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Reviewed in The Week: Mary Poppins. Tickets from just £24.

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    With a glowing 5 star review in The Week, you'll want to snap up tickets to Mary Poppins soon! Read our full review below. 

    Original music and lyrics: Richard M. Sherman & Robert B. Sherman
    Book: Julian Fellowes
    Director: Richard Eyre
    Prince Edward Theatre, London W1. Until 7 June
    Running time: 2hrs 50mins

    ⋆⋆⋆⋆⋆ Reviewed in The Week (23 November 2019)

    Buy your tickets online now, or call us on 0207 492 9948.

    "The wind has changed and she is popping in again,” said Sarah Hemming in the FT. Eleven years after Mary Poppins last wowed the West End, Cameron Mackintosh’s “razzle-dazzle” production – with “gorgeous” designs by Bob Crowley and stunning choreography by Matthew Bourne – has glided back into town. Richard Eyre’s glowing staging is one of which the exacting nanny “would surely approve: trim and tidy, polished to a gleam, but with a dusting of mischief and a pinch of melancholy”. When the show first opened in 2004, I admired its “clinical efficiency” but didn’t quite warm to it, said Michael Billington in The Guardian. In this new incarnation, however, it strikes me as “rapturously pleasurable”, and full of “heart” as well as “art”. Zizi Strallen is a thrillingly “unearthly” Mary; Charlie Stemp is an irresistible Bert – and the whole thing adds up to an “unassailable treat” with moments of genuine “ecstasy”.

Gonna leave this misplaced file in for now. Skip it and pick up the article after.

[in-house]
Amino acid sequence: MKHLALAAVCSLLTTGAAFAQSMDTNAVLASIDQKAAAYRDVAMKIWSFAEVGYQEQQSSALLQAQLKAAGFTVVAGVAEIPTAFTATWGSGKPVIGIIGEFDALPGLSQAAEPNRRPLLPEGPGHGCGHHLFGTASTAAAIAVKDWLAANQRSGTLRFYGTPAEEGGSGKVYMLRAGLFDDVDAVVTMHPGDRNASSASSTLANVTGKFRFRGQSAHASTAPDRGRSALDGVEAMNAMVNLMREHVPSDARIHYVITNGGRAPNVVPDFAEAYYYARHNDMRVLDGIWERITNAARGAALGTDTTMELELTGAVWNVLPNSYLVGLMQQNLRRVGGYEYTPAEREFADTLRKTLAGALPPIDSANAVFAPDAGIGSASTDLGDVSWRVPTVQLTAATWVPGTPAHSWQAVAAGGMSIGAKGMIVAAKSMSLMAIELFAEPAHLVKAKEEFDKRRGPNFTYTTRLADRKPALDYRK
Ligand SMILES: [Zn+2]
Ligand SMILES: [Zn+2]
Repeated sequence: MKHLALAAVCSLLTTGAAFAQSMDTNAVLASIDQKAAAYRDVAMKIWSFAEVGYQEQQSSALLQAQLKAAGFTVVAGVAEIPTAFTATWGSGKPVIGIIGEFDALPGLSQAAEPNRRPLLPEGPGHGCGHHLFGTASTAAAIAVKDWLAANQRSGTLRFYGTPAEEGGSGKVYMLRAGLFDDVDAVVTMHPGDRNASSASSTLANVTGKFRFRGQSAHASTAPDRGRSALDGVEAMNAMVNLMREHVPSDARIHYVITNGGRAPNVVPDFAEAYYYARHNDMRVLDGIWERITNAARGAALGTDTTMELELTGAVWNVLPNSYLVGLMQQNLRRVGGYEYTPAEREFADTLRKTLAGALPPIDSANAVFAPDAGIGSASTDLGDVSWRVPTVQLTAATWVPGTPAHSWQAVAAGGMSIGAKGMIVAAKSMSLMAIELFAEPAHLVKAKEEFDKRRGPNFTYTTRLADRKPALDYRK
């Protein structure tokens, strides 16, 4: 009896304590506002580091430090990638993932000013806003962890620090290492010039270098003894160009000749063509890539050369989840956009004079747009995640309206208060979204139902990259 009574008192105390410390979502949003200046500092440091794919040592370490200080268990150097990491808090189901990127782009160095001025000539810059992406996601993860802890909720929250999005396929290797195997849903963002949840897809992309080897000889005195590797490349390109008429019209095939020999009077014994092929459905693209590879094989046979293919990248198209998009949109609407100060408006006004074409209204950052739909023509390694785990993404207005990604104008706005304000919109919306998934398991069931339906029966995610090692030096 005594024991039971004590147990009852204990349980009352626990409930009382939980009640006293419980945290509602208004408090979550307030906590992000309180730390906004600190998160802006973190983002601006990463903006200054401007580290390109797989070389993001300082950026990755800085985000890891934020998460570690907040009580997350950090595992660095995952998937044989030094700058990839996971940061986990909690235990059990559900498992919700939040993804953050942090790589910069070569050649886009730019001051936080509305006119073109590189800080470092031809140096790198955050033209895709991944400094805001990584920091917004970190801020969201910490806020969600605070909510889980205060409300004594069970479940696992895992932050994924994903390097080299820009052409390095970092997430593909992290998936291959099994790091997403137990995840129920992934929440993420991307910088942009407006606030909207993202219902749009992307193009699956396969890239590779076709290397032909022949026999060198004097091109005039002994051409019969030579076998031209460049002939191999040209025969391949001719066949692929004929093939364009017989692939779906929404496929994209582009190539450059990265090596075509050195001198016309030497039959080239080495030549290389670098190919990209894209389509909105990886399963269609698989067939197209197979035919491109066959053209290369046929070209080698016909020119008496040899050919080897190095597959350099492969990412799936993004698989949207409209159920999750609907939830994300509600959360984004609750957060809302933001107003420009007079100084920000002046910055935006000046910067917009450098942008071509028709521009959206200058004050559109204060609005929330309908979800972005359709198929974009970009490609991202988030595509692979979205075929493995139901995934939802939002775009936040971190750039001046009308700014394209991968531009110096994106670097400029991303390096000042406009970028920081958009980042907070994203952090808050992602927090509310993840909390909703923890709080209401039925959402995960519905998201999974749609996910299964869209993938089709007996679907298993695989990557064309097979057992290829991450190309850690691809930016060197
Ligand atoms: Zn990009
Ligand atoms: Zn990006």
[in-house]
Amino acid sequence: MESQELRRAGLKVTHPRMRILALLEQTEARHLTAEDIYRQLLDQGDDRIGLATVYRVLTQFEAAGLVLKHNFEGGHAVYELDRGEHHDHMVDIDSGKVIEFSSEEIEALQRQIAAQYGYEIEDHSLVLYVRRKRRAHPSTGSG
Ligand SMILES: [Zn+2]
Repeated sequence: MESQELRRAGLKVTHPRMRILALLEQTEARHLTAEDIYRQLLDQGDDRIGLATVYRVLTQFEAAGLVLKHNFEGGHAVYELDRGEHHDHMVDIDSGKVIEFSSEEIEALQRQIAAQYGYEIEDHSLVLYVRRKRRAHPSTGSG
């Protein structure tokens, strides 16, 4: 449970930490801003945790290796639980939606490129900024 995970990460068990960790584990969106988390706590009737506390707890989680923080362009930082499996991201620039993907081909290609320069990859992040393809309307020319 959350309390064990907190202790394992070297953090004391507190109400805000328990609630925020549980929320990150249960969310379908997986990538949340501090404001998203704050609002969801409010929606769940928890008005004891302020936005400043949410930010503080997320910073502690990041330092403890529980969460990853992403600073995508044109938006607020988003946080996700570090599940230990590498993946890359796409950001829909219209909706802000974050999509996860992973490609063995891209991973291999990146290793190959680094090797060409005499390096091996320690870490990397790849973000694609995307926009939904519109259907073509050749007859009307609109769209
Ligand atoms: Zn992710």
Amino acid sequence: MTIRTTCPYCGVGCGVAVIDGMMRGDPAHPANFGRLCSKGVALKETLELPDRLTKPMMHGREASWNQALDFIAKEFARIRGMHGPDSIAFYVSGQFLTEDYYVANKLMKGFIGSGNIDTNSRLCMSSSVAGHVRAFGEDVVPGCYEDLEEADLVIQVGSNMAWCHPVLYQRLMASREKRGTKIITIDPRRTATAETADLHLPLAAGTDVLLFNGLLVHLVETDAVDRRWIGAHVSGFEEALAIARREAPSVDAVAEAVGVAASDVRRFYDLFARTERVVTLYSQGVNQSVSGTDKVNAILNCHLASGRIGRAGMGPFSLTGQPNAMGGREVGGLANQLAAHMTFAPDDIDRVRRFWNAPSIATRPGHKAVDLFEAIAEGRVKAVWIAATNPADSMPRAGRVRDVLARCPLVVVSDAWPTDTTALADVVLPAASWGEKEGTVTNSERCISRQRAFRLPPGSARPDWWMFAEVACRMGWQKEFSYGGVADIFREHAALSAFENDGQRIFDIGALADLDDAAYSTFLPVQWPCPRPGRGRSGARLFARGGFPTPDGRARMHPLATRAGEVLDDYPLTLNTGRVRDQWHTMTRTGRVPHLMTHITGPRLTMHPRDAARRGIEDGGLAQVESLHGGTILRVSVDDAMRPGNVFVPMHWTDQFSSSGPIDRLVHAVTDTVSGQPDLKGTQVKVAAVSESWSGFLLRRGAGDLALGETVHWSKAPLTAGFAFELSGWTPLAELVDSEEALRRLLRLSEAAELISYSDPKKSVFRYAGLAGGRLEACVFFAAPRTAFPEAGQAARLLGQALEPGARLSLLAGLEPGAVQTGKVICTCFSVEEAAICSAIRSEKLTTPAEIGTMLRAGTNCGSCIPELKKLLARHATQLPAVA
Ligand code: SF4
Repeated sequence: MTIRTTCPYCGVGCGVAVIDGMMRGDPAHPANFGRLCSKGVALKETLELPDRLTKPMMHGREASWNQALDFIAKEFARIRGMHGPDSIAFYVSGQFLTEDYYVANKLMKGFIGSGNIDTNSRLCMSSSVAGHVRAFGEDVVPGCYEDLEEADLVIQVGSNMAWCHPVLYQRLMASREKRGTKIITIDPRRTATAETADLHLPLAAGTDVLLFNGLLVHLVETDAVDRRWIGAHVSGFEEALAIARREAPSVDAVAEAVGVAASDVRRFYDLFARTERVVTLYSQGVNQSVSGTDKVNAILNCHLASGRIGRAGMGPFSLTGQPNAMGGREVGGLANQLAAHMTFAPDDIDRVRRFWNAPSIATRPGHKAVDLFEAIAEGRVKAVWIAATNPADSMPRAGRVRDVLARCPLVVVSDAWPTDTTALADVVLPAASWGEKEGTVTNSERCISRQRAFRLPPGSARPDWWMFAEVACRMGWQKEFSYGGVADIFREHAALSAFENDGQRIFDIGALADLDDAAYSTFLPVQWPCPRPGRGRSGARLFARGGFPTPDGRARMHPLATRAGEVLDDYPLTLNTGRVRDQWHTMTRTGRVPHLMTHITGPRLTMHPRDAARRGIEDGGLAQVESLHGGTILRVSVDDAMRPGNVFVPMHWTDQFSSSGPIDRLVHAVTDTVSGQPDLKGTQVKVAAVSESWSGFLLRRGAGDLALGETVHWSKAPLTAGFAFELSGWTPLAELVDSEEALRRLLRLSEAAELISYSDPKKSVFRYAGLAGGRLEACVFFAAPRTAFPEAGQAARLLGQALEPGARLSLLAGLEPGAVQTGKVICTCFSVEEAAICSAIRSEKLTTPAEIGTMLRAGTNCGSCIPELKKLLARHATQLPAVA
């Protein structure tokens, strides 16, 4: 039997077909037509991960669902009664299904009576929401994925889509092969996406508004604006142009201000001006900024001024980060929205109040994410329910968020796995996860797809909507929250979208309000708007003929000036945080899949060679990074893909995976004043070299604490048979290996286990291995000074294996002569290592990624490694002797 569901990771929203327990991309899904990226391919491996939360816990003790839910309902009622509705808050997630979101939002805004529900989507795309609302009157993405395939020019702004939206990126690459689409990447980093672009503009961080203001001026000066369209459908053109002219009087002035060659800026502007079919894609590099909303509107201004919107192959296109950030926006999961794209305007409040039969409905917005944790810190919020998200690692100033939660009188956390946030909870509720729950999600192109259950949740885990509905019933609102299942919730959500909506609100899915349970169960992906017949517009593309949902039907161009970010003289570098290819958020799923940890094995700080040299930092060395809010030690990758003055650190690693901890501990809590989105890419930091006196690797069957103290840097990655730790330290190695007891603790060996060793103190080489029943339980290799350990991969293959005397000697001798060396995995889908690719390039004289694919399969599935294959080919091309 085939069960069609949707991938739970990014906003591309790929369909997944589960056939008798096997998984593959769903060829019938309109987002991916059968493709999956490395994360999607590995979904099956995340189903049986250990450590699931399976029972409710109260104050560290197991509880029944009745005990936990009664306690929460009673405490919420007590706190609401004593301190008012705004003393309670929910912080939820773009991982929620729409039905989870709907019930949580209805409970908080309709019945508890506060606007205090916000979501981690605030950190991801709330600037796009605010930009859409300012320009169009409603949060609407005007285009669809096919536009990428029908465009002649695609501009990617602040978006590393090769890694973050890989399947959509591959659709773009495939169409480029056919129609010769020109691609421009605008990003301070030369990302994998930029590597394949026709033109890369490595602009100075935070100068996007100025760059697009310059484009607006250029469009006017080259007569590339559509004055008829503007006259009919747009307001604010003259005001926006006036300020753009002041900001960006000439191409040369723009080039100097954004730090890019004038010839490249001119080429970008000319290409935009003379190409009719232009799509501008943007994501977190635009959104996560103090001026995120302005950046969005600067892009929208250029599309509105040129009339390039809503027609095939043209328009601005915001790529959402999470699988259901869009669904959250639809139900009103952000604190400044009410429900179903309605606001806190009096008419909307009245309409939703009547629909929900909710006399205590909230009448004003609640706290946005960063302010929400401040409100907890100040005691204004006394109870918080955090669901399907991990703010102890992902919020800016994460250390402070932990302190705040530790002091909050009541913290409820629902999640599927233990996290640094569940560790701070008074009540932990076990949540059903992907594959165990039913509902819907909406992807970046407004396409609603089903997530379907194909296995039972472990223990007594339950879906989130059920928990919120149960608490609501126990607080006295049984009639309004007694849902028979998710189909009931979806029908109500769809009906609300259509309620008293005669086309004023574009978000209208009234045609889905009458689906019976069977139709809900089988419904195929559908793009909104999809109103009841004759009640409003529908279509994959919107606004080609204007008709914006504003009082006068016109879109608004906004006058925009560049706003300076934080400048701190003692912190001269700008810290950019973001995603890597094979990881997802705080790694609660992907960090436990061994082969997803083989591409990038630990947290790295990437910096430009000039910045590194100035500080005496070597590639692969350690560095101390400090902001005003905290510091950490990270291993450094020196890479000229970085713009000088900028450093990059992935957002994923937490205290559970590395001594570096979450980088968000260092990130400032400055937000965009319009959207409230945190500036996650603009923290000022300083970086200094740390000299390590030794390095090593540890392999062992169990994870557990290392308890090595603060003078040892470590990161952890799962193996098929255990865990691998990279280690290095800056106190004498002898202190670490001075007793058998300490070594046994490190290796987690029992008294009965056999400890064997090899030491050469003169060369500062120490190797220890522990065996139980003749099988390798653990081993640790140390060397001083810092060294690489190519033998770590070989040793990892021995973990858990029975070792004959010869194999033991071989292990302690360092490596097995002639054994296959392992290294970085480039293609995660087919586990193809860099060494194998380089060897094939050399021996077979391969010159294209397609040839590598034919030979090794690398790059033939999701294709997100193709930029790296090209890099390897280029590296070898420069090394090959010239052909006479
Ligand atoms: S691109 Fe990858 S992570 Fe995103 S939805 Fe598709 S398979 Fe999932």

Strallen is “practically perfect in every way”, agreed Dominic Cavendish in The Daily Telegraph. Her self-possession and “surreptitious air of mischief” are a joy to behold; you happily believe she can pull impossibly big objects from her carpetbag and “sail unperturbed right over the stalls”. And as Bert, Stemp boasts a “smile as wide as the Thames” as he saunters right up and round the proscenium arch during Step in Time, still dancing while upside down. That “chimney sweeps’ romp”, plus Supercalifragilistic – a riot of tongue-twisting and body-bending – are alone worth the price of admission.

    Far more so than the 1964 film, this stage version plays up the “moral arc” of Mr Banks’s redemption, said Sarah Crompton on What’s On Stage. Joseph Millson is excellent as the “slowly unbending” Banks, with Amy Griffiths “gently touching as his wife”. And if all that wasn’t enough, Petula Clark (professional debut: 1942) has been persuaded back onto the West End stage to play the Bird Woman, said Quentin Letts in The Sunday Times. From the opening seconds of Feed the Birds, she “casts a spell” over the audience. “What a trouper.”

    Buy your tickets online now, or call us on 0207 492 9948.

     

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